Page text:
Flora, Fauna, & Fungi on the Carlanna Lake Trail
Because I take too many photos these days I’ve broke down the Carlanna Lake Trail into two posts, with this one focusing on the flora, fauna, and fungi we found.
This was seen not far from the trailhead parking lot and honestly, I’m not sure what it is. iNaturalist suggested cotoneaster and the closest one I think that would be is Late Cotoneaster, Cotoneaster coriaceus. It is native to China and so I’m thinking this is an escapee from the neighborhood nearby. Again, not 100% certain on the ID.
Large-leaved Avens, Geum macrophyllum
Slugs, so ubiquitous in the temperate rainforests–I think this one is an Arion sp.
Oxeye Daisy, Leucanthemum vulgare, another introduced species. I saw this a couple of places in SE Alaska.
Orange Hawkweed, Pilosella aurantiaca—and what do you know, another introduced species!
Western Skunk Cabbage, Lysichiton americanus. This one seemed familiar when I saw it as it reminded me of the skunk cabbage you see in the eastern US but I wasn’t sure if they were related. They aren’t the same genus but they are in the Araceae family so upstream a bit they are related. Very abundant in the streamside wetland areas here.
A pretty little lycopodium, Huperzia miyoshiana.
Since I don’t have a photo of the top of this fungi, I couldn’t figure out down to species but I believe it is in the Fomitopsis genus.
Mertens’ Sedge, Carex mertensii—this one is really lovely. Would love to have it on our pond!
Spreading Wood Ferns, Dryopteris expansa, among a few other ferns on the underside of this fallen tree.
Devil’s Club, Oplopanax horridus. I would come to learn that this plant has a strong ethnobotanical tie to the area, represented in a lot of items for sale representing the local area—such as books, jewelry, postcards, etc—plus seeing tinctures, salves, and other medicinal products for sale in stores owned by members of the local tribes.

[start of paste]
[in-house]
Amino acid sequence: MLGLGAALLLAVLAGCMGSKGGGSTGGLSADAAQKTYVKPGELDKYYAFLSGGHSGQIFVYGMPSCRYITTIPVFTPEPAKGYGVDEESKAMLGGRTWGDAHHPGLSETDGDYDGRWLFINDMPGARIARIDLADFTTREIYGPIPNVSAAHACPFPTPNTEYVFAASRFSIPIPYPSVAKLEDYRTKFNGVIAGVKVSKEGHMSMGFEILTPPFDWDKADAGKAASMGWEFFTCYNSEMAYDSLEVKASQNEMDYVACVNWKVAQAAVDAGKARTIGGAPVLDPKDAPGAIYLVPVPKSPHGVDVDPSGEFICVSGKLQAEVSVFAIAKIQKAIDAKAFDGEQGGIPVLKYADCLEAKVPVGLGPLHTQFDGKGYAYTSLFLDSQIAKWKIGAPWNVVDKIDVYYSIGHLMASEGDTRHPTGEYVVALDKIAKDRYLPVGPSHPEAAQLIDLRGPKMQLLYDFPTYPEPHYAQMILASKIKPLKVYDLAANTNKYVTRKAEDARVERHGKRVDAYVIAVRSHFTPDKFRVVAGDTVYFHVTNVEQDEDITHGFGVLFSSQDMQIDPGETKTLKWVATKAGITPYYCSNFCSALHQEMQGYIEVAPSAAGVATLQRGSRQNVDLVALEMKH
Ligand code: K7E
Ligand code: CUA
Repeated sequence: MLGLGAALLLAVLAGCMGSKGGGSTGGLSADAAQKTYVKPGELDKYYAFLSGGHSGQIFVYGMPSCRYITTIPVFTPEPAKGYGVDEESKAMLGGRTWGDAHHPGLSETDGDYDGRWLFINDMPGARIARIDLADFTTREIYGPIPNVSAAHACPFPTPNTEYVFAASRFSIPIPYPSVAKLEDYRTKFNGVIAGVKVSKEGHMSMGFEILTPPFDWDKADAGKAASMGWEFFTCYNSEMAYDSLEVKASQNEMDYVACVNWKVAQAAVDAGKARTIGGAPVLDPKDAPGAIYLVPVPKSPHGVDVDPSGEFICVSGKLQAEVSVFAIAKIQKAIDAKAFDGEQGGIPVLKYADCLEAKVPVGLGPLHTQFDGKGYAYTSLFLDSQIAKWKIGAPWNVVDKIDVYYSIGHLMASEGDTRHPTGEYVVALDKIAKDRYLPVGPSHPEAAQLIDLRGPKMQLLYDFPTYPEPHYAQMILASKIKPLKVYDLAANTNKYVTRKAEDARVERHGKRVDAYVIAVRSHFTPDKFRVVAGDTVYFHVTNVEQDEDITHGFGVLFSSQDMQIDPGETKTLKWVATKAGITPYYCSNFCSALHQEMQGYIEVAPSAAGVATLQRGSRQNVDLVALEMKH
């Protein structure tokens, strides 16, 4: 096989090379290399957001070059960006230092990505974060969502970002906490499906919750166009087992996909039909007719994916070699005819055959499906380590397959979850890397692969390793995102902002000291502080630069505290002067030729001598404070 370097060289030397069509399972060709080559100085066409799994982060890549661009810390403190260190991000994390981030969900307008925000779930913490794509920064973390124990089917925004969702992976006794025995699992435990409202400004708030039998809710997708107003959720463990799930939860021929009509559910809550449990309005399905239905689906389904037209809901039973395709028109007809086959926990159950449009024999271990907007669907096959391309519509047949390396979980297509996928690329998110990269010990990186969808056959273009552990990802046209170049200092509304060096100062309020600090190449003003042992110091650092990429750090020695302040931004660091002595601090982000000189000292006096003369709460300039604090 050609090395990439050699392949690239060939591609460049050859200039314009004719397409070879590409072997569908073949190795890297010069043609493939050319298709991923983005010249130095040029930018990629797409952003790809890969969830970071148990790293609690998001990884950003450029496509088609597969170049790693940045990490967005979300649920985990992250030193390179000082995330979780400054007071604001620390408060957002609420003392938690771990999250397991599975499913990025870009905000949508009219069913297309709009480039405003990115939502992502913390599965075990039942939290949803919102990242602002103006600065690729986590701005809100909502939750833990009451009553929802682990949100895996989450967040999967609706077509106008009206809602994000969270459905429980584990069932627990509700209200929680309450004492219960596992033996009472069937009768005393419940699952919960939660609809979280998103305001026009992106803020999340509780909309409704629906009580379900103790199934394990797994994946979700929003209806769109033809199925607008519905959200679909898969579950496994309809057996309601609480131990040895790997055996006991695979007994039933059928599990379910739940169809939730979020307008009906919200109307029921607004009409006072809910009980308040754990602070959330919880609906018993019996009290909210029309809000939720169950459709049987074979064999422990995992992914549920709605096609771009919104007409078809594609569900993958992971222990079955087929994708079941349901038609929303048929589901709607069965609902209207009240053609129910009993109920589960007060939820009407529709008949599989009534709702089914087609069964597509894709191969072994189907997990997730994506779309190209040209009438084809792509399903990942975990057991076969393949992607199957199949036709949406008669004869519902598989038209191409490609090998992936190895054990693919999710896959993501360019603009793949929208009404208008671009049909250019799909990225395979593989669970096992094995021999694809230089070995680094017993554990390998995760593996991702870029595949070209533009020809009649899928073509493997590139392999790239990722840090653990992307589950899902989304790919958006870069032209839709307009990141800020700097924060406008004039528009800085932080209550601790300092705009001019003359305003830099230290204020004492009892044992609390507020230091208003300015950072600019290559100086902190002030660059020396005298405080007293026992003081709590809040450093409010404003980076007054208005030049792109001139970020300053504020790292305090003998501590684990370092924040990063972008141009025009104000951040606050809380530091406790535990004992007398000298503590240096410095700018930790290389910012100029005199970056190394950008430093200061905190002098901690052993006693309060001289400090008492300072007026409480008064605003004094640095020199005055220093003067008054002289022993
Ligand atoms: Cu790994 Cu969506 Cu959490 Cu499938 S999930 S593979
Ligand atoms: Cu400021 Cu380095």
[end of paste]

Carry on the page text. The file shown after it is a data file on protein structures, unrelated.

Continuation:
Tree Lungwort, Lobaria pulmonaria. Someone else suggested a different Lobaria species but it didn’t look that close to me. I’m sticking with this for now. Either way, I was enamored!
Western Lily of the Valley, Maianthemum dilatatum. When I first saw these I thought they would be some kind of wild ginger (not the tropical one, the Asarum version) but nope, completely different. This one also has ethnobotanical uses.
Bolete Mould, Hypomyces chrysospermus
Deer Fern, Struthiopteris spicant
Oval-leaf Blueberry, Vaccinium ovalifolium but also possibly Vaccinium alaskense according to someone on iNat—apparently the berries were darker and that’s usually a characteristic of this species. Again, up for grabs if someone knows better!
Stink Currant, Ribes bracteosum—Also edible.
Common Loon, Gavia immer —hah my ‘duck’ from the post prior to this one!
Ahhh, I wonder what the lake looks like now in mid-October?
The Mertens’ sedge is my favorite, although who wouldn’t enjoy a lake-and-loon combination? The lungwort’s really cool, too. It looks like it would be good in a salad, but perhaps not.
My big find recently was an American bittern, down at the Brazoria refuge. His photo’s on Lagniappe right now. Good gosh, was I excited! I had no idea what it was, but it obviously was easy to ID.
Lovely photos – nature is beautiful.